Thursday, August 02, 2007

Pot pouri

Rudy has a bad idea for reforming the health care system, and the death penalty ain't such great shakes either:

My recently completed study of the 124 exonerations of death row inmates in America from 1973 to 2007 indicated that 80, or about two-thirds, of their so-called wrongful convictions resulted not from good-faith mistakes or errors but from intentional, willful, malicious prosecutions by criminal justice personnel. (There were four cases in which a determination could not be made one way or another.) ...

The malicious or even well-intentioned manipulation of murder cases by prosecutors and the police underscores why it’s important to discard, once and for all, the nonsense that so-called wrongful convictions can be eliminated by introducing better forensic science into the courtroom.

Even if we limit death sentences to cases in which there is “conclusive scientific evidence” of guilt, as Mitt Romney, the presidential candidate and former governor of Massachusetts has proposed, we will still not eliminate the problem of wrongful convictions. The best trained and most honest forensic scientists can only examine the evidence presented to them; they cannot be expected to determine if that evidence has been planted, switched or withheld from the defense.

The cause of malicious unlawful convictions doesn’t rest solely in the imperfect workings of our criminal justice system — if it did we might be able to remedy most of it. A crucial part of the problem rests in the hearts and souls of those whose job it is to uphold the law. That’s why even the most careful strictures on death penalty cases could fail to prevent the execution of innocent people...

Whether they are guilty or innocent, executing people is not the mark of a civilized society.

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Blogger EdHeath said...

You know, City-County merger only works if all the little municipalities join in and surrender their governments (I know, Nordenberg has not yet spoken, and who knows what he will say, but, really …). Health Care Reform really only works if we go universal, if we literally eliminate the insurance companies all together (well, that’s my opinion but I think Krugman of Princeton/NYTimes would tend to agree). I can see where we should treat the death penalty more carefully because of its finality. I will say that the malice Richard Moran talks about should be looked at in a slightly more complicated manner, in my opinion. In his book “Best Defence”, Alan Dershowitz says in the first few pages that the cops often know more than what they can say in court, that they know “whodunit”, but they can’t always assemble legal evidence to present in court. Some confessions and hearsay evidence, not admissible in court, are still conclusive proof for the cops. In that sense, the unfair justice system, seemingly so one sided, often works out better than we would expect. But I am not disputing Dr. Moran’s work, or indeed the evidence we see very often of malicious prosecution (such as the Duke Lacrosse team). I would tend to agree with and support the notion that we abolish the death penalty without some new very strong evidentiary or level of crime standard for execution (crimes against humanity sort of thing), again, because of its finality. And with just a few sentences, I say that unless we do the impossible, it ain’t worth doin’.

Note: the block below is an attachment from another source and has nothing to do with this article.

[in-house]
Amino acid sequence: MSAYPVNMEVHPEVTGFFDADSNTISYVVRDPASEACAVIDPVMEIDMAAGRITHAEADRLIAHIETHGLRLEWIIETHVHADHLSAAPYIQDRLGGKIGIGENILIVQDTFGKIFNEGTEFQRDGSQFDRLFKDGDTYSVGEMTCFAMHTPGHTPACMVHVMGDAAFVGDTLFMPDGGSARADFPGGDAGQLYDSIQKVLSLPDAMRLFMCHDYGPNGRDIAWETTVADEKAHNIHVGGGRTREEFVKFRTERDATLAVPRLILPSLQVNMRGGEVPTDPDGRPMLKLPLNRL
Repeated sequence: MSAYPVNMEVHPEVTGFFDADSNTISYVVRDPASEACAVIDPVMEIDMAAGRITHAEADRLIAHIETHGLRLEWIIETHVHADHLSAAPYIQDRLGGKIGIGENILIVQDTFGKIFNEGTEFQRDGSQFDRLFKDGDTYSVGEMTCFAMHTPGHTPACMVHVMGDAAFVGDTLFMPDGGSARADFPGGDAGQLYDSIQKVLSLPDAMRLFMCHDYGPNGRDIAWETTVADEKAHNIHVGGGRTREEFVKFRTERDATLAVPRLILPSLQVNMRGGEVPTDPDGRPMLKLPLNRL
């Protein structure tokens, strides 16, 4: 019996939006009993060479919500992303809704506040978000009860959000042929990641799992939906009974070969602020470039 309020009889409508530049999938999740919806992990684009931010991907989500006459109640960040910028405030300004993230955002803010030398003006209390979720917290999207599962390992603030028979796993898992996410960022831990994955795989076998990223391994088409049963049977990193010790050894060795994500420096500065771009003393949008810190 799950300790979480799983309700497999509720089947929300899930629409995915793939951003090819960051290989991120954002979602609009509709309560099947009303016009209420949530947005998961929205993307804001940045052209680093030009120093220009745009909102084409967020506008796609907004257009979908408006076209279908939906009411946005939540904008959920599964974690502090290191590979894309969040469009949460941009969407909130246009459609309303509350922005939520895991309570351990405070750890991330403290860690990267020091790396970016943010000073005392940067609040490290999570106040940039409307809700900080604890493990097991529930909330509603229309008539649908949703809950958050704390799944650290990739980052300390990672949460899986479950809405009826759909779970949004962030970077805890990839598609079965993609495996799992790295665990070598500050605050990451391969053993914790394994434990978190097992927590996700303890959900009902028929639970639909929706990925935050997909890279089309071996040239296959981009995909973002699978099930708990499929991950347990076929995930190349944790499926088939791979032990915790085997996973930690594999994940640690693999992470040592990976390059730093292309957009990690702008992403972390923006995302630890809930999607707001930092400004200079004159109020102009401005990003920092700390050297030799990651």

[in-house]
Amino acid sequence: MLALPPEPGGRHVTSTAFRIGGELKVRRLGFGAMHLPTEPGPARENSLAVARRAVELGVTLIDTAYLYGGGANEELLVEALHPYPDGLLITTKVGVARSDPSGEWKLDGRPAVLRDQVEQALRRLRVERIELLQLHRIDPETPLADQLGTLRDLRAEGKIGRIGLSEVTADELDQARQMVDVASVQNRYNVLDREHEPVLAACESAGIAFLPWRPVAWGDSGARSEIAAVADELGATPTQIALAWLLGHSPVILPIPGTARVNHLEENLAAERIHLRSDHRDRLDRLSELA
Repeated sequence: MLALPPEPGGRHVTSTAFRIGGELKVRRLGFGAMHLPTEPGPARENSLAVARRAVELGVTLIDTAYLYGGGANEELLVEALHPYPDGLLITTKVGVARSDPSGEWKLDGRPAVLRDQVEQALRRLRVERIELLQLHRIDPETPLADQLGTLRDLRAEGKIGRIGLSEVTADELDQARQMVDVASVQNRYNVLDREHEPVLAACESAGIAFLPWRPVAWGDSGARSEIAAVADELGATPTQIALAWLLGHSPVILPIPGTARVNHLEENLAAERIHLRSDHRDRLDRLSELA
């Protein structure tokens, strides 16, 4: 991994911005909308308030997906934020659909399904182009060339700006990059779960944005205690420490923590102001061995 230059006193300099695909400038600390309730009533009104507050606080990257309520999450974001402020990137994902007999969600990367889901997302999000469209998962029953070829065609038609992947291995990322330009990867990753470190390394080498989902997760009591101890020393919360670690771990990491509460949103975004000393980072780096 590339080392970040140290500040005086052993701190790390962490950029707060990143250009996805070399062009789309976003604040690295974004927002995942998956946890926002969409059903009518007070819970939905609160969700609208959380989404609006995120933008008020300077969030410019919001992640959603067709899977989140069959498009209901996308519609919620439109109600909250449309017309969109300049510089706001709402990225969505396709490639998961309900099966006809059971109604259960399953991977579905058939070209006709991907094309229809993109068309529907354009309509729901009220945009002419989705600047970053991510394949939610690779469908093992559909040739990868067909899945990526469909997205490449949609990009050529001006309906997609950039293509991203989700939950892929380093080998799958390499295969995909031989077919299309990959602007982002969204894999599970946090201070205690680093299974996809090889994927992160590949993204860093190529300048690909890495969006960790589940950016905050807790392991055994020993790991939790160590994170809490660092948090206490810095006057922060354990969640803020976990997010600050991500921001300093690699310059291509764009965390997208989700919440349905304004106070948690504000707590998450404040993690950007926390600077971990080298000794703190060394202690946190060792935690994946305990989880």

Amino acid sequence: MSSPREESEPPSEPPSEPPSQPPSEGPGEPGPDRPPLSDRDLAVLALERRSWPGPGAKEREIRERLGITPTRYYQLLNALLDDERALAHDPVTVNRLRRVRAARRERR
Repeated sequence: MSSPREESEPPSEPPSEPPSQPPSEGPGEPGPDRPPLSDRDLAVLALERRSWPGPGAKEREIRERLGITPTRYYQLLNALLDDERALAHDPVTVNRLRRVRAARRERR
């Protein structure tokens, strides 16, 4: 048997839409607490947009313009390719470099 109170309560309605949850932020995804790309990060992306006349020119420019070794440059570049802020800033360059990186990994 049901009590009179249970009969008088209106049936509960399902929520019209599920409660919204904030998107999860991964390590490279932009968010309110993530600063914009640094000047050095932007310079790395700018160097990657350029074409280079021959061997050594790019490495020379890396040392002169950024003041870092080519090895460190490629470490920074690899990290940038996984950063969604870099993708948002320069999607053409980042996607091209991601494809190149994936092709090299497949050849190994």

9:25 AM

Blogger Jonathan Potts said...

Switzerland, I believe, does have a system with private insurers. I think it may have been in part the model for the Massachusetts reform, in which everyone is required to purchase insurance, with the government subsidizing care for the poor. I don't know how well it works, though I've read some praise for it. In fact, the Clinton plan was not unlike that, but it was needlessly complicated in presentation.

One of the best arguments in favor of government-sponsored, universal health insurance is the federal employees' insurance program, which has a much lower overhead than many private plans. In fact, I think Medicaid has lower overhead than most private plans. I suspect a lot of it has to do with marketing costs and salaries.

Krugman is in favor of government-provided health care, as well, much as they have in Great Britain. I'm not sure I'm ready to go that far.

Krugman would have not on

4:44 PM

Blogger Jonathan Potts said...

I'm too lazy to delete my previous comment and start over, but I wanted to point out that I forget to delete that last sentence fragment.

4:45 PM


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